I remember two instances that I can relate. When I was a kid, maybe 8 or 9, my parents gave me a hand held 9-volt transistor radio. At night, in those days, one could catch the so-called clear channel stations (local broadcasters powered down allowing AM reception from a few select stations across the nation). I first encountered jazz on one of those nights. I'd never heard such a thing, but was transformed (as much as an 8 year old could be, I guess). I wanted to buy the records, but that was out of the question.

    I never enjoyed opera. When I was in my 30s I fell ill with the flu, and couldn't move from the sofa--that's how sick I was. I'd been listening to a jazz show, when unexpectedly the Texaco Met aired (I'd dialed into a local college station). That Saturday was Levine's Rhinegold. I swear, from the first movement until the gods entrance into Valhalla I'd never experienced anything like it. It was as if the hand of God had come through my living room, picked me up and then smacked me back down.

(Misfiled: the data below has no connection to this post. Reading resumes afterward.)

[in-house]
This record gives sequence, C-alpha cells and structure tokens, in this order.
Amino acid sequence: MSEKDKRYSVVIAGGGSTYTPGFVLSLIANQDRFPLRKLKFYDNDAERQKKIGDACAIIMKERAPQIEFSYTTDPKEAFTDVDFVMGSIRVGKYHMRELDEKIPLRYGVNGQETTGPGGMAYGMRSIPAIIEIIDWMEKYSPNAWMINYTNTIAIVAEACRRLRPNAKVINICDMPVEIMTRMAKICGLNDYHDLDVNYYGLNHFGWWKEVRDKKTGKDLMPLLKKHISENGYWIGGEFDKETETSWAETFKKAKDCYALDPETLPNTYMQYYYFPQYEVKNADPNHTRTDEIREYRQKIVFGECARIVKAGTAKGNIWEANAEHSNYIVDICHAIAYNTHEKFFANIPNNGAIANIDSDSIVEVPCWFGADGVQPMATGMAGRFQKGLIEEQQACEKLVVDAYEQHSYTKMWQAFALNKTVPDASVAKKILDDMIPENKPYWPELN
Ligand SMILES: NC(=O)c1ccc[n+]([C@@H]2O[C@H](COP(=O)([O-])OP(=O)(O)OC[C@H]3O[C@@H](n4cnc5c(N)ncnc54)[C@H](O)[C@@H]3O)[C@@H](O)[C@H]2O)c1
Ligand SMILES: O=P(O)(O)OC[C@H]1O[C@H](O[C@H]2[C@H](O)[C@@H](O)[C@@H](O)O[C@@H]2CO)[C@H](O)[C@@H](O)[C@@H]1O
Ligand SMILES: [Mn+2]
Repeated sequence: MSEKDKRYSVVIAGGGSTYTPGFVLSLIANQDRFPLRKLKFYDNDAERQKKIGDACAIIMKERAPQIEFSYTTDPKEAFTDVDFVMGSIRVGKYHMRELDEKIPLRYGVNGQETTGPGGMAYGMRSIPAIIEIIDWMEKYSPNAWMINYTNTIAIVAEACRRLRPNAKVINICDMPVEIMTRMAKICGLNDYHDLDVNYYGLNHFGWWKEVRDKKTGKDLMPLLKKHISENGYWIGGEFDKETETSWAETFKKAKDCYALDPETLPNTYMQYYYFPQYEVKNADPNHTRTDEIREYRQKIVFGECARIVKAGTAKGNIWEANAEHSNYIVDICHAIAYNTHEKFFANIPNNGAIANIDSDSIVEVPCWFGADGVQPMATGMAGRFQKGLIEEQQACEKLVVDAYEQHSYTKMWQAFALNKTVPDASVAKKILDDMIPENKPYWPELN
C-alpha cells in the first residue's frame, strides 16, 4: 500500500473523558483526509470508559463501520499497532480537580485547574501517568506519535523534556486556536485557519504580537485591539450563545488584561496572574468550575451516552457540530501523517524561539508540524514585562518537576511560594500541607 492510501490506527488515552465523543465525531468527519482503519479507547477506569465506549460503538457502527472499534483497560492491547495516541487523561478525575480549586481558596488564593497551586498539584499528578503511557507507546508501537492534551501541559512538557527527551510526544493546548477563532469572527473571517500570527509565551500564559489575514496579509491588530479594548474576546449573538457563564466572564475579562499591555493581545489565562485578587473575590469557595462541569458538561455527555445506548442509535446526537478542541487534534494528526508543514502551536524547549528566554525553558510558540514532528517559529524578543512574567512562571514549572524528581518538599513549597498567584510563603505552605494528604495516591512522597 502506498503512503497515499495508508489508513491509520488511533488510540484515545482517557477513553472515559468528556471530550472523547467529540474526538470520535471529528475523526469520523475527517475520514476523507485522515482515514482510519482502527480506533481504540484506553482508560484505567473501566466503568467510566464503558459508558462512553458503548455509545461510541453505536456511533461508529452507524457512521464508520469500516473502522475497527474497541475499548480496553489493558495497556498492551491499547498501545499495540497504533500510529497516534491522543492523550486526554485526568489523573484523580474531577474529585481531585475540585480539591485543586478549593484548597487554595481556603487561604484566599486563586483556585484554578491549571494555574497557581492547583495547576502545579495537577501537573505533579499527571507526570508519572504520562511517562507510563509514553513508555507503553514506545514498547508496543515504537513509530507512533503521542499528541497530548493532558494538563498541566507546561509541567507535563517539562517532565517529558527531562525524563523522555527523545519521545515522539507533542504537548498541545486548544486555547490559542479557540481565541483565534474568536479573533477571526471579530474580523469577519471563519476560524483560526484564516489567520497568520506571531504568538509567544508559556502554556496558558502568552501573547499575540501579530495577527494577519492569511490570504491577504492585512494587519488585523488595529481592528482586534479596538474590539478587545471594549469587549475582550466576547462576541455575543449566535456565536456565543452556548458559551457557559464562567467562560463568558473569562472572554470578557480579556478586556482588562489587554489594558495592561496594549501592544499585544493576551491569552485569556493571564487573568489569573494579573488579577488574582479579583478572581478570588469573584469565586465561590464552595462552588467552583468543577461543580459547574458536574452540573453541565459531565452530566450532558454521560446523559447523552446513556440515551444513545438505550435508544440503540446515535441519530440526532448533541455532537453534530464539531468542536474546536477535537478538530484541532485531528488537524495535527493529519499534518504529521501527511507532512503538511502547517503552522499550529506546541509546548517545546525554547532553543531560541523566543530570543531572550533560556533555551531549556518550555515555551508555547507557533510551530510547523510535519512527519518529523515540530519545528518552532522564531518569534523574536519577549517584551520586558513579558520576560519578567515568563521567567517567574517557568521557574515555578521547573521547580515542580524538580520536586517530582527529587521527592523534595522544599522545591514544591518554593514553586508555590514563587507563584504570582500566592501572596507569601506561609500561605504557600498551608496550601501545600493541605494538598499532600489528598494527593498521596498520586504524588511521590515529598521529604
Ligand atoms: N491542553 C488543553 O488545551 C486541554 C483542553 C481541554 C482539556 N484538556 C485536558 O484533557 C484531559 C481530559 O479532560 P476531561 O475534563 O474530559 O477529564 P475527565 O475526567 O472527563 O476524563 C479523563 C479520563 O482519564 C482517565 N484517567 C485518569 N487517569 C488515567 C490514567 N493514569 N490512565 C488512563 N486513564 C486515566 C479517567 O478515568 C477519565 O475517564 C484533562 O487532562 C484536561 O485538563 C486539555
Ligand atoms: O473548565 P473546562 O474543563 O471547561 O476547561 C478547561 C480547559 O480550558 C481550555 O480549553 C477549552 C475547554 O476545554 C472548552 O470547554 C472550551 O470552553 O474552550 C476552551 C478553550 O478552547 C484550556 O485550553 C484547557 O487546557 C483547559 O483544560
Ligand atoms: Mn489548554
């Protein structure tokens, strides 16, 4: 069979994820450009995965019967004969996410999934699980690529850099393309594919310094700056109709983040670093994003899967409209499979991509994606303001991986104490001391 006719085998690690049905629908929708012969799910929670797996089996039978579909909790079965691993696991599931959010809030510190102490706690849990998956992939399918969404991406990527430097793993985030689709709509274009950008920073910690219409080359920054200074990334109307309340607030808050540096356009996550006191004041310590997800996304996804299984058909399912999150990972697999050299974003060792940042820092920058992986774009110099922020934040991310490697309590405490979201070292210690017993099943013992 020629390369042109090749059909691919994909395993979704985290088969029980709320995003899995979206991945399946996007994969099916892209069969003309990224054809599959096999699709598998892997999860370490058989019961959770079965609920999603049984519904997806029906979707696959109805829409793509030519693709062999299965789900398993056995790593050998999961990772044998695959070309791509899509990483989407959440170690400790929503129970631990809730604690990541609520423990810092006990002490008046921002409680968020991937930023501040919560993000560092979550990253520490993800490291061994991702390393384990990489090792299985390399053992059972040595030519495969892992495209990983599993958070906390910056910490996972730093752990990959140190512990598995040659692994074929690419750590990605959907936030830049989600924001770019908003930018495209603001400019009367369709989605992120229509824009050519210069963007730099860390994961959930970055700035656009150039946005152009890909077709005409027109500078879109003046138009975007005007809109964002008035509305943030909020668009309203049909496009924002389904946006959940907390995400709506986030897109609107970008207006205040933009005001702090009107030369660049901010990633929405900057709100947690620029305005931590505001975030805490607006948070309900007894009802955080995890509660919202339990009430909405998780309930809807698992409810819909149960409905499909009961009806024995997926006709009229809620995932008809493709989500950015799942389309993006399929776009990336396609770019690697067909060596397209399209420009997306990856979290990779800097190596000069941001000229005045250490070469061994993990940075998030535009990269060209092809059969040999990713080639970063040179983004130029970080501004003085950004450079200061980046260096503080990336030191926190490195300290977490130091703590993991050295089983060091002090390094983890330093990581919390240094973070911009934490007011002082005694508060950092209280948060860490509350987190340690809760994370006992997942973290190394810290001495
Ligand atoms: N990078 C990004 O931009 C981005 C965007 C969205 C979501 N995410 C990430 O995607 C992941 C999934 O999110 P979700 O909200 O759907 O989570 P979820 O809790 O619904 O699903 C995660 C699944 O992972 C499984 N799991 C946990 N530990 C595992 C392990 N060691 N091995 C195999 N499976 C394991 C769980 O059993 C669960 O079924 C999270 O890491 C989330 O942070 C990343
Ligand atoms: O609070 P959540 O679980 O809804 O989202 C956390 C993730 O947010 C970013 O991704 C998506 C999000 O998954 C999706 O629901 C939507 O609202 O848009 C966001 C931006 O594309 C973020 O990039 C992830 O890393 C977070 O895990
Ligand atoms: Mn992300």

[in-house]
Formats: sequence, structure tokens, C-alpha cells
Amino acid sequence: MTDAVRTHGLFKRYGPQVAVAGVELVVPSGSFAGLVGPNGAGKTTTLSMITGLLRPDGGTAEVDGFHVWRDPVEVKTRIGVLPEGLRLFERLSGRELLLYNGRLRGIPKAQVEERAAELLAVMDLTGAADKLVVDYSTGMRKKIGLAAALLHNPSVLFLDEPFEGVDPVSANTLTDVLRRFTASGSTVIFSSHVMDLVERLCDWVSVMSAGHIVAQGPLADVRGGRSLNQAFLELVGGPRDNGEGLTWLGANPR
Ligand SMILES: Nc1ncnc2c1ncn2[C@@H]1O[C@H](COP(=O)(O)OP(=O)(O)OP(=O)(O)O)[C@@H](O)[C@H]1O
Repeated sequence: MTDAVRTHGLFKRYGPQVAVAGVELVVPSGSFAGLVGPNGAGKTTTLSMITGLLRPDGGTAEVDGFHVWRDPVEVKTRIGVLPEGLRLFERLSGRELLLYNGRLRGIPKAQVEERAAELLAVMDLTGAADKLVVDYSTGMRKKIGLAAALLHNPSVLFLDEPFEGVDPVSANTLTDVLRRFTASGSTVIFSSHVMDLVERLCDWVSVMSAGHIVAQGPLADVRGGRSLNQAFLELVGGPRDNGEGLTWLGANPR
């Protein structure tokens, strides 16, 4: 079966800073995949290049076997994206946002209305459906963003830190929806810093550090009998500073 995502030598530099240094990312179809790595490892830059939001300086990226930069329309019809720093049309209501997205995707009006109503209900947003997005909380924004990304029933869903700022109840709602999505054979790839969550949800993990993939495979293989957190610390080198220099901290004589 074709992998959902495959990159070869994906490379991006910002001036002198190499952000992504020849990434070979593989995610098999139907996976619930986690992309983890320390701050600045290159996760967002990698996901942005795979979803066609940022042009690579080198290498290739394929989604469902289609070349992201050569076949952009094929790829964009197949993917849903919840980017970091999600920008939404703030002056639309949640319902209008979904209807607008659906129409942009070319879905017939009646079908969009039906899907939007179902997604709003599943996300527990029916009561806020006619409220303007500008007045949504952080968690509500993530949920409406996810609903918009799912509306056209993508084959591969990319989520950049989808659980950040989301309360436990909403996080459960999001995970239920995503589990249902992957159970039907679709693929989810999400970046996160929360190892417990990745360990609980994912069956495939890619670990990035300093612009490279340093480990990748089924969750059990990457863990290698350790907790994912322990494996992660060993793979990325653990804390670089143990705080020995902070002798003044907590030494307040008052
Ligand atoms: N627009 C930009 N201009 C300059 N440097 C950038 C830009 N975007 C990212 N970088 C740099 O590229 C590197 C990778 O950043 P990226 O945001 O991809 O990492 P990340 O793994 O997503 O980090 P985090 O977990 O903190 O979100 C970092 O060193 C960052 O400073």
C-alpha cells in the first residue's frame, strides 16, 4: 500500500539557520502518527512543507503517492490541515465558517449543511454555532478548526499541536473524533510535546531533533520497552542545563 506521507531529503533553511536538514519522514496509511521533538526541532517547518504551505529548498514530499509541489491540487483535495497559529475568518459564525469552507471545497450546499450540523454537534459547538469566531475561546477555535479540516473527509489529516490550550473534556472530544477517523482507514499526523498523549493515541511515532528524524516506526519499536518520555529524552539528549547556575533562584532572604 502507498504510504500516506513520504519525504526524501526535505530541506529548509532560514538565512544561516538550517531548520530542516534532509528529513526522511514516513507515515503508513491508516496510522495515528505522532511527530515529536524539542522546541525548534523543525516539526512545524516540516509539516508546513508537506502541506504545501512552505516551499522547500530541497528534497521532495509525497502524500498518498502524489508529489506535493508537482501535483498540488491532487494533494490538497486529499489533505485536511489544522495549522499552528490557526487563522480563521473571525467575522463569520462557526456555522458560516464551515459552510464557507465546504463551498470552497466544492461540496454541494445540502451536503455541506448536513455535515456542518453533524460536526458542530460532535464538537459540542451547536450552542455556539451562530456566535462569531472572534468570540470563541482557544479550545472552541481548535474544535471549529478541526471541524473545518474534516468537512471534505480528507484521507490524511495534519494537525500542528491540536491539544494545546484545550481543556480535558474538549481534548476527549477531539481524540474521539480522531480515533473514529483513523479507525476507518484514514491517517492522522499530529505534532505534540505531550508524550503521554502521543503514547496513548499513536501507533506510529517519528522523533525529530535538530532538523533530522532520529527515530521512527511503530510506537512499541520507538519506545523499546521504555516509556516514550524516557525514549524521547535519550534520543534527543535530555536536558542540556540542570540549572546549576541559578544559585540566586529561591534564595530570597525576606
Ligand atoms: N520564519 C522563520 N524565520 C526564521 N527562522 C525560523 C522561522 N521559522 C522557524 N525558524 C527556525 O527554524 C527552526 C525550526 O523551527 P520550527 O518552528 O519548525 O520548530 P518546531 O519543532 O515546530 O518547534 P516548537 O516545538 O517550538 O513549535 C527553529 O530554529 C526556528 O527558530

After I'd recovered I immediately went out and bought every version of the Ring I could find, spending another 10 years attempting to understand.

    So, in the first instance I was "intuitively" inclined, and it was never a problem. In the second instance, I was not unlike a horse to water, but forced to drink.

  15. 1. My simplistic rule:
    If I like it then it's not jazz.
    Brubeck's very popular 'Take Five' would therefore not be jazz because it doesn't have its a-melodic 'essence'.

    2. However gross and barbaric are the 'excesses of popular culture', rock music itself is not one of them (though rap and hip-hop obviously are).